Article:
Repsol Jumps on Higher Estimate for Argentine Shale Reserves

Repsol YPF SA (REP) rose the most in five weeks in Madrid trading after its Argentine unit said its shale oil resources probably hold almost half that of Brazil’s pre- salt reserves.

The shares gained 2.1 percent, the most since Dec. 29, to 21.13 euros. YPF, producer of more than half of Argentina’s crude, said yesterday the Vaca Muerta formation in Patagonia probably contains about 23 billion barrels of oil.

The resources at Vaca Muerta compare with the 50 billion barrels of oil Brazil estimates it’s found under a thick layer of salt beneath the seabed, which include the largest fields discovered in the Americas in three decades. YPF had previously discovered about 927 million barrels at the Loma La Lata field in the Vaca Muerta formation.

“We value the shale upside at 3 euros a share,” said Stuart Joyner, an analyst at Investec Securities Ltd. in London. “It certainly is a relief after the relentless political pressure on Repsol’s share price out of Argentina.”

Before today, Repsol had fallen almost 13 percent this year. In October, Argentina’s government ordered oil and mining companies to repatriate export revenues and in November opposed a dividend payment for YPF as it seeks to stem capital flight. YPF was one of nine companies that also lost financial incentives for oil exploration and production on Feb. 3., following speculation that the government may consider nationalizing the company.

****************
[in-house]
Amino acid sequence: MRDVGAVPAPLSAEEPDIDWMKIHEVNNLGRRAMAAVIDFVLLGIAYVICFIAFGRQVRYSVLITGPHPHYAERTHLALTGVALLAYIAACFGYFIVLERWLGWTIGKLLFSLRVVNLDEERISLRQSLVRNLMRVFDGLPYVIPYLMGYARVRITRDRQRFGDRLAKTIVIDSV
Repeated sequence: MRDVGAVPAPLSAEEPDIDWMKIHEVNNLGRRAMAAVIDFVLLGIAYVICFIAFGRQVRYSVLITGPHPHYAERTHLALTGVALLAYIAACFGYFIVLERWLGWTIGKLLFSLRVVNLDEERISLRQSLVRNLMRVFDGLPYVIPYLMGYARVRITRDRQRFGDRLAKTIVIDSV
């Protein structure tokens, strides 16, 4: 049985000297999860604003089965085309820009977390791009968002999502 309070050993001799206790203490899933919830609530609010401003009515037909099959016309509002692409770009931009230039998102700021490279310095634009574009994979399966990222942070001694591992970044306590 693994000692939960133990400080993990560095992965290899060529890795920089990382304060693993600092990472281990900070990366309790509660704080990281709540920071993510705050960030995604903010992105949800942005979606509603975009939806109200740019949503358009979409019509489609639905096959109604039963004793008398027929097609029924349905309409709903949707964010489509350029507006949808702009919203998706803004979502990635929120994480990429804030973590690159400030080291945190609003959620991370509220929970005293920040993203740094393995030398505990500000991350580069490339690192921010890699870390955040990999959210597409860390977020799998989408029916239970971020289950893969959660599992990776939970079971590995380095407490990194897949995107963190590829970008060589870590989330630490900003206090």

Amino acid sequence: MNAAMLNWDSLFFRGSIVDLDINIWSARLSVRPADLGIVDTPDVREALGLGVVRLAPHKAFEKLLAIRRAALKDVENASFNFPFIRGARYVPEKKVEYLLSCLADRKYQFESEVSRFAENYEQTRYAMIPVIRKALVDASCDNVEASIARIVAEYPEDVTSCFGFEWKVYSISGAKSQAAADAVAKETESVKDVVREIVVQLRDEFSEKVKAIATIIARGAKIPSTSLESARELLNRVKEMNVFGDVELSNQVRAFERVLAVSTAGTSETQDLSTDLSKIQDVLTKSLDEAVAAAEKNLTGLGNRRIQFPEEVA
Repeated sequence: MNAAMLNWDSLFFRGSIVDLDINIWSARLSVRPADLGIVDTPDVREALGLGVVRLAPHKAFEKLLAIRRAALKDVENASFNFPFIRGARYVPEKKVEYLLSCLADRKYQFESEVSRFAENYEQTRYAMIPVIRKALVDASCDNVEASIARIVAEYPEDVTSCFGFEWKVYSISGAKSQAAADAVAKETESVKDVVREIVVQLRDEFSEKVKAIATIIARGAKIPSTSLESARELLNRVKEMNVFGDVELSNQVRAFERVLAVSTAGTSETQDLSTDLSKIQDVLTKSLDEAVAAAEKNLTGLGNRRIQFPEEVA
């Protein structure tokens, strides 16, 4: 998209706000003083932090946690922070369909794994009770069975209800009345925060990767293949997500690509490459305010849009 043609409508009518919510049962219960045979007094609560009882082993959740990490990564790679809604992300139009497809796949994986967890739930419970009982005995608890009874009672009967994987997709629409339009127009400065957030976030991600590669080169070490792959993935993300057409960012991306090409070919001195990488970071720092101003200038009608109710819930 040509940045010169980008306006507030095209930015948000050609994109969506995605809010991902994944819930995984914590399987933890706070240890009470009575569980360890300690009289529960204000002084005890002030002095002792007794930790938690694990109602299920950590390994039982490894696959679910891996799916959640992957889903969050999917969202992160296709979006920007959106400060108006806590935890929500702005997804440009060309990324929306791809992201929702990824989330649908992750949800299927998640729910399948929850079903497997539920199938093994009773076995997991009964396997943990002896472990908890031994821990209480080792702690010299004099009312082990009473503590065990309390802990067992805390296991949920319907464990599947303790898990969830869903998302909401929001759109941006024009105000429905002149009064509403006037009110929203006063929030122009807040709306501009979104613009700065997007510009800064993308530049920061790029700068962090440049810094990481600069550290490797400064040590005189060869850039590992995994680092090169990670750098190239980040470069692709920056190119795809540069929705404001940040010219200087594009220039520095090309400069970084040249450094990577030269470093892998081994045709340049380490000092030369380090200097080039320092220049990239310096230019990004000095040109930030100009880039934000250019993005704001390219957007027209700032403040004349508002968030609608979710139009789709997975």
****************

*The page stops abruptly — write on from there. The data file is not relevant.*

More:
Shale Boom

Shale resources are drilled by blasting underground rocks with sand and chemicals. The process sparked the boom that made the U.S. the world’s biggest producer of natural gas.

Global shale oil reserves are conservatively estimated at 2.6 trillion barrels, and the amount of shale oil that can be recovered depends on “many factors,” according to the Energy Minerals Division of the American Association of Petroleum Geologists.

YPF’s new estimates come after further drilling in Argentina’s Neuquen province and reviews of the area by independent auditor Ryder Scott, YPF said.

The Vaca Muerta formation in Patagonia is 12,997 square kilometers (5,018 square miles), almost the size of Connecticut. Ryder Scott’s study covered an area of 8,071 square kilometers, in which YPF holds 5,016 kilometers.

To contact the reporter on this story: Brian Swint in London at bswint@bloomberg.net

To contact the editor responsible for this story: Will Kennedy at wkennedy3@bloomberg.net

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